Global markets are providing investors a rough ride at the moment, as the focus turns to China’s economic outlook. But while falling markets can be worrisome, maintaining a longer-term perspective makes the volatility easier to handle.
A typical response to unsettling markets is an emotional one. We quit risky assets when prices are down and wait for more “certainty”. These timing strategies can take a few forms:
- One is to use forecasting to get out when the market is judged as “over-bought” and then to buy back in when the signals tell you it is “over-sold”.
- A second strategy might be to undertake a comprehensive macro-economic analysis of the Chinese economy, its monetary policy, global trade and investment linkages and how the various scenarios around these issues might play out in global markets.
In the first instance, there is very little evidence that these forecast-based timing decisions work with any consistency. And even if people manage to luck their way out of the market at the right time, they still have to decide when to get back in.
In the second instance, you can be the world’s best economist and make an accurate assessment of the growth trajectory of China, together with the policy response. But that still doesn’t mean the markets will react as you assume.
- A third way is to reflect on how markets price risk. Over the long term, we know there is a return on capital. But those returns are rarely delivered in an even pattern. There are periods when markets fall precipitously and others where they rise inexorably. The only way of getting that “average” return is to go with the flow.
Think about it this way. A sign at the river’s edge reads: “Average depth: three feet”. Reading the sign, the hiker thinks: “OK, I can wade across”. But he soon discovers the “average” masks a range of everything from 6 inches to 15 feet. Likewise, financial products are frequently advertised as offering “average” returns of, say, 8%, without the promoters acknowledging in a prominent way that individual year returns can be many multiples of that average in either direction.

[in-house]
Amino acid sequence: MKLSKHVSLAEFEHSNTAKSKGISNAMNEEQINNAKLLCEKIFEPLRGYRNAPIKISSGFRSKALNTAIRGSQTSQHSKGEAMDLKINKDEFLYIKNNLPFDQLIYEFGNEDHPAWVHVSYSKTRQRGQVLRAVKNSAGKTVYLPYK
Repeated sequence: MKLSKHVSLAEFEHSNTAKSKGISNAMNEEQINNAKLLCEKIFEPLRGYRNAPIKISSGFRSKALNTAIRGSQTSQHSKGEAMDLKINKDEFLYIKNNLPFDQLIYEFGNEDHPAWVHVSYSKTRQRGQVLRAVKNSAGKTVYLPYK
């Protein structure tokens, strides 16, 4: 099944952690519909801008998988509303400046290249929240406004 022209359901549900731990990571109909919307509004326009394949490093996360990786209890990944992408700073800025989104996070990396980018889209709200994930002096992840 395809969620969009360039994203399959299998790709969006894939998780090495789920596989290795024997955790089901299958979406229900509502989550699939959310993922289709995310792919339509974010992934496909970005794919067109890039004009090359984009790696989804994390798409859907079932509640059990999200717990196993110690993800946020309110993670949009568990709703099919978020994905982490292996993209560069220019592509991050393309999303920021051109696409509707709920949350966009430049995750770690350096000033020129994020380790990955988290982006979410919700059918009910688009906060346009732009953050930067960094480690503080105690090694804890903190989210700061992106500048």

Now there may be nothing wrong with that sort of volatility if the individual can stomach it. But others can feel uncomfortable. And that’s OK too. The important point is being prepared about possible outcomes from your investment choices.
Markets rarely move in one direction for long. If they did, there would be little risk in investing. And in the absence of risk, there would be no return. One element of risk, although not the whole story, is the volatility of an investment.
Look at a world share market benchmark such as the MSCI World Index, in US dollars. In the 45 years from 1970 to 2014, the index has registered annual gains of as high as 41.9% (in 1986) and losses of as much as 40.7% (2008).
But over that full period, the index delivered an annualised rate of return of 8.9%. To earn that return, you had to remain fully invested, taking the unsettling down periods with the heartening up markets, but also rebalancing each year to return your desired asset allocation back to where you want it to be.
Timing your exit and entry successfully is a tough ask. Look at 2008, the year of the global financial crisis and the worst single year in our sample. Yet, the MSCI World index in the following year registered one of its best-ever gains.
Now, none of this is to imply that the market is due for a rebound anytime soon. It might. It might not. The fact is no-one can be sure. But we do know that whenever there is a great deal of uncertainty, there will be a great deal of volatility.
Second-guessing markets means second-guessing news. What has happened is already priced in. What happens next is what we don’t know, so we diversify and spread our risk to match our own appetite and expectations.
Spreading risk can mean diversifying within equities across different stocks, sectors, industries and countries. It also means diversifying across asset classes. For instance, while shares have been performing poorly, bonds have been doing well.
Markets are constantly adjusting to news. A fall in prices means investors are collectively demanding an additional return for the risk of owning equities. But for the individual investor, the price decline only matters if they need the money today.
If your horizon is five, 10, 15 or 20 years, the uncertainty will soon fade and the markets will go onto worrying about something else. Ultimately what drives your return is how you allocate your capital across different assets, how much you invest over time and the power of compounding.
But in the short-term, the greatest contribution you can make to your long-term wealth is exercising patience. And that’s where I come in.